My mother always looked for ways to save time, so she was thrilled when she found out that she could make terrific gefilte fish in her food processor. When I was a young child, she once tried to save time by cooking her gefilte fish in her pressure cooker. We had gefilte fish all over the kitchen ceiling!

My late Auntie Clara would usually fry her gefilte fish and it was so good. She made thick fish patties and fried them on both sides until they were nicely browned, using her big, square electric frying pan. She also sautéed chopped onions (usually 1 onion per pound of fish), then added enough water to cover the fish partway; she covered the pan and steamed the fish until it was cooked through, about 1 hour.   

Nowadays, using frozen logs of gefilte fish has become a convenient timesaver for today’s balabusta. The parchment-wrapped loaves can be prepared in several ways. They can be cooked from frozen on the stovetop in a pot of simmering water along with sliced carrots and onions. Some recipes call for unwrapping the frozen loaf, placing it into a greased loaf pan and topping it with about a cup of salsa (see Super Salsa, below) or tomato sauce. Bake the loaf uncovered for about 1 hour at 350 F, until golden.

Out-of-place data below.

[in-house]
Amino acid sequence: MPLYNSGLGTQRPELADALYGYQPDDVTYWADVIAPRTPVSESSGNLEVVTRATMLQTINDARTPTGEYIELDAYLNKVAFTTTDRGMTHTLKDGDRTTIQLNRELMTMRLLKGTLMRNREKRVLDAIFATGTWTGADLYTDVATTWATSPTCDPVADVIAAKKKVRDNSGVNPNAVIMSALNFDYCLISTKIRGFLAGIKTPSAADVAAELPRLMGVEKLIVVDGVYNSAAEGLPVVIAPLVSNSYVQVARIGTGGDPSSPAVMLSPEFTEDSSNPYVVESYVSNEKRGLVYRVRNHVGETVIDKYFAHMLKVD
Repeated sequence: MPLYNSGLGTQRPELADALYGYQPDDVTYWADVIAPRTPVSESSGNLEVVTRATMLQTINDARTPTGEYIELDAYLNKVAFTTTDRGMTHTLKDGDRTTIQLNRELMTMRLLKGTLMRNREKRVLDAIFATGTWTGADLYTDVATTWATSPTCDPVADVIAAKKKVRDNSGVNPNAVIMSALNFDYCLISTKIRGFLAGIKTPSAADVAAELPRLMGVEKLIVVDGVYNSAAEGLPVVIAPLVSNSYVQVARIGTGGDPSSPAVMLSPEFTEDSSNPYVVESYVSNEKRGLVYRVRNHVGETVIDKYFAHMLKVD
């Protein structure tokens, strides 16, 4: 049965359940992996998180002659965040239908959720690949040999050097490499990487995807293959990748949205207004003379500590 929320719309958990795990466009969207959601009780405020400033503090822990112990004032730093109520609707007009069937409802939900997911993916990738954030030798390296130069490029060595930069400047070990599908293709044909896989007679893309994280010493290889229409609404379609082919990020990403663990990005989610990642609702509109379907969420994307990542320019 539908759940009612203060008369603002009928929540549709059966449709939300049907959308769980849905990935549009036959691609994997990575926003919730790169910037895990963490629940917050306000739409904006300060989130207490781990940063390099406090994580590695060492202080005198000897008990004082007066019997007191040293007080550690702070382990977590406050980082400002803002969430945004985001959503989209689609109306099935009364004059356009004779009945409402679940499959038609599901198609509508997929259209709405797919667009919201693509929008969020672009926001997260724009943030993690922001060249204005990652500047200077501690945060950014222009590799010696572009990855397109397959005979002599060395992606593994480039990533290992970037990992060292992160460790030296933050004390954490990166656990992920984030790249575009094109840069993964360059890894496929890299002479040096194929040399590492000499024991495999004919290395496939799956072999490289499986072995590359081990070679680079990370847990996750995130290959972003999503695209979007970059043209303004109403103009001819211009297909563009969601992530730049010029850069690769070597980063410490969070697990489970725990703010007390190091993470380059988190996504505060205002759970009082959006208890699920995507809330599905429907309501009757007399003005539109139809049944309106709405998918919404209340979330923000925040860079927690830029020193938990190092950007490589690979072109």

If you’re expecting a crowd, try my Three-Color Gefilte Fish Loaf or my Gefilte Fish Ring for an elegant presentation. Serve with ‘chrain’ (horseradish) if you’re traditional, or for a more modern twist, serve with Super Salsa.


Adapted from Norene’s Healthy Kitchen

Looks complicated—cooks easily! This layered loaf looks elegant and tastes terrific. You won’t have to fish for compliments when you serve this to your guests. They’ll fall for it—hook, line, and sinker!